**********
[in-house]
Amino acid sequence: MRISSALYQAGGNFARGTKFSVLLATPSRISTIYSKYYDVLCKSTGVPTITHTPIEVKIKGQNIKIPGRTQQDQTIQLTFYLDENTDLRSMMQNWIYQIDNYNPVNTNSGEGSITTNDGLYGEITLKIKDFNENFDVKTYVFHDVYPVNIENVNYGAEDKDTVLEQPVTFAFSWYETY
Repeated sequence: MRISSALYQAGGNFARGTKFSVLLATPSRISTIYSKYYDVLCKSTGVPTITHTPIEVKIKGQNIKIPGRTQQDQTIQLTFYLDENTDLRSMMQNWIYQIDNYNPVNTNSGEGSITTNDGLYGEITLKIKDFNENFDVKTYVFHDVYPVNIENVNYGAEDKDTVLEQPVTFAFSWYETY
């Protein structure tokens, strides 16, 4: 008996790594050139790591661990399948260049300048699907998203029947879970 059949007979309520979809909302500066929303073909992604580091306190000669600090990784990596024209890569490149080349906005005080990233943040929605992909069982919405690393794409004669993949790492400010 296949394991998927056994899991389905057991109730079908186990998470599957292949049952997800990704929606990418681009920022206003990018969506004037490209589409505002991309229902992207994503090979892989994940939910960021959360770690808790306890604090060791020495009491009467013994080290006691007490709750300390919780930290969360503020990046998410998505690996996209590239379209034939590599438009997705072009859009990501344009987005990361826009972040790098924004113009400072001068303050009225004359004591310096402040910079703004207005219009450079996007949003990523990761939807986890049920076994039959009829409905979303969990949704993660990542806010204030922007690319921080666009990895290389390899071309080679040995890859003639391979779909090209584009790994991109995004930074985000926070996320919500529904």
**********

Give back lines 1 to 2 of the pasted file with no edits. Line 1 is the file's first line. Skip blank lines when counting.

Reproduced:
[in-house]
Amino acid sequence: MRISSALYQAGGNFARGTKFSVLLATPSRISTIYSKYYDVLCKSTGVPTITHTPIEVKIKGQNIKIPGRTQQDQTIQLTFYLDENTDLRSMMQNWIYQIDNYNPVNTNSGEGSITTNDGLYGEITLKIKDFNENFDVKTYVFHDVYPVNIENVNYGAEDKDTVLEQPVTFAFSWYETY